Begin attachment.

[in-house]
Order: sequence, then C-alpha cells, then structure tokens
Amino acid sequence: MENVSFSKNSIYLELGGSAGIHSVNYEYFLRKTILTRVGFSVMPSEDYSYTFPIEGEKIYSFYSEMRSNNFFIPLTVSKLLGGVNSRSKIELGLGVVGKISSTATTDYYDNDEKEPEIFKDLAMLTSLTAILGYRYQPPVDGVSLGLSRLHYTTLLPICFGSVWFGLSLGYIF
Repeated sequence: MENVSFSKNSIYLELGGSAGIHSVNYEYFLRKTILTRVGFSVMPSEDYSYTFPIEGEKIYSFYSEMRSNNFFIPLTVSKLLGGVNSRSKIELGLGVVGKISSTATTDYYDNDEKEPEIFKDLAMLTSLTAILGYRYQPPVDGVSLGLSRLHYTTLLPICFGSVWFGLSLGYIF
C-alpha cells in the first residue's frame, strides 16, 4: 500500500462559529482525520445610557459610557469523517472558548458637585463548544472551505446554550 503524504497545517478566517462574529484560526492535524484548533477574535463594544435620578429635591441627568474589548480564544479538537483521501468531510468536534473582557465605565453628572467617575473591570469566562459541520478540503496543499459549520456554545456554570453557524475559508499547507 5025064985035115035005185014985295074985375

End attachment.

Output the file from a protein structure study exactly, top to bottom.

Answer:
[in-house]
Order: sequence, then C-alpha cells, then structure tokens
Amino acid sequence: MENVSFSKNSIYLELGGSAGIHSVNYEYFLRKTILTRVGFSVMPSEDYSYTFPIEGEKIYSFYSEMRSNNFFIPLTVSKLLGGVNSRSKIELGLGVVGKISSTATTDYYDNDEKEPEIFKDLAMLTSLTAILGYRYQPPVDGVSLGLSRLHYTTLLPICFGSVWFGLSLGYIF
Repeated sequence: MENVSFSKNSIYLELGGSAGIHSVNYEYFLRKTILTRVGFSVMPSEDYSYTFPIEGEKIYSFYSEMRSNNFFIPLTVSKLLGGVNSRSKIELGLGVVGKISSTATTDYYDNDEKEPEIFKDLAMLTSLTAILGYRYQPPVDGVSLGLSRLHYTTLLPICFGSVWFGLSLGYIF
C-alpha cells in the first residue's frame, strides 16, 4: 500500500462559529482525520445610557459610557469523517472558548458637585463548544472551505446554550 503524504497545517478566517462574529484560526492535524484548533477574535463594544435620578429635591441627568474589548480564544479538537483521501468531510468536534473582557465605565453628572467617575473591570469566562459541520478540503496543499459549520456554545456554570453557524475559508499547507 5025064985035115035005185014985295074985375